Rachael G. Johnson is a postdoctoral fellow at the Neal A. Maxwell Institute for Religious Scholarship, studying the historical and theological foundations of embodiment in the nineteenth-century transatlantic world. She received her Ph.D. in early modern European and Latin American history from the University of Virginia where she specialized in the theology and sociocultural history of embodiment and affect in early modern Spanish Catholicism. She received support for her work as a Charlotte W. Newcombe Dissertation Fellow and a Dumas Malone Dissertation Fellow and is working on a monograph exploring the contestations between Enlightenment and Baroque Catholicism over the nature of embodiment in devotional practice in the eighteenth-century Iberian world.

Education

2019                 Ph.D. History, University of Virginia: fields in Iberian World 1450-1820;

                          Early Modern Europe and the World; Transnational Gender History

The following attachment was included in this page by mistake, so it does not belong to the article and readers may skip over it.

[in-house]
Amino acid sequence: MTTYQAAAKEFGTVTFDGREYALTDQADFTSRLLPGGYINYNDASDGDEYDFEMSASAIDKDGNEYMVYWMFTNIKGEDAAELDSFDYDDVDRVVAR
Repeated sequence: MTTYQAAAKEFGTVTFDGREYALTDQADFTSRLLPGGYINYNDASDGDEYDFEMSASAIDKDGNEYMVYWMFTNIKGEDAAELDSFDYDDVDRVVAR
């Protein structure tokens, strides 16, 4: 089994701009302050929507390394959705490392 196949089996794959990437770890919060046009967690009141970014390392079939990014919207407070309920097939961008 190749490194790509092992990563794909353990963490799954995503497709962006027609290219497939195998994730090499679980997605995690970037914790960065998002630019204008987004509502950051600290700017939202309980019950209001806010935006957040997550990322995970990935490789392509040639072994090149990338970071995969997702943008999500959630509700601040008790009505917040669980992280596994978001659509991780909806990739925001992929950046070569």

2015                 M.A. History, University of Virginia

2011                 B.A. in History, minor in Philosophy, Brigham Young University

Publications

2021     Embodiment and Affect in Devotional Conflicts of the Spanish Atlantic (work in progress)

2021     “‘The Burning Charity of Our Ancestors’: Social Imaginaries and Confraternal Reform in Eighteenth-century Spanish Catholicism” (Eighteenth-Century Studies, expected Fall 2023)

2015     “Sor Maria Gertrudis and Her Cross: The Burden of Doubt in the Poetry of an Eighteenth-century Nun,” Dieciocho: Hispanic Enlightenment 38:1 (2015), 83-102.

2015     “‘Equal Portions of Heavenly Fire’: Mary Wollstonecraft and the Sexless Soul,” Religion in the Age of Enlightenment, Vol. 5 (2015), 55-96.

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The views expressed here and in Maxwell Institute publications are those of the individual authors and do not necessarily represent the views of the Maxwell Institute, Brigham Young University, or The Church of Jesus Christ of Latter-day Saints.

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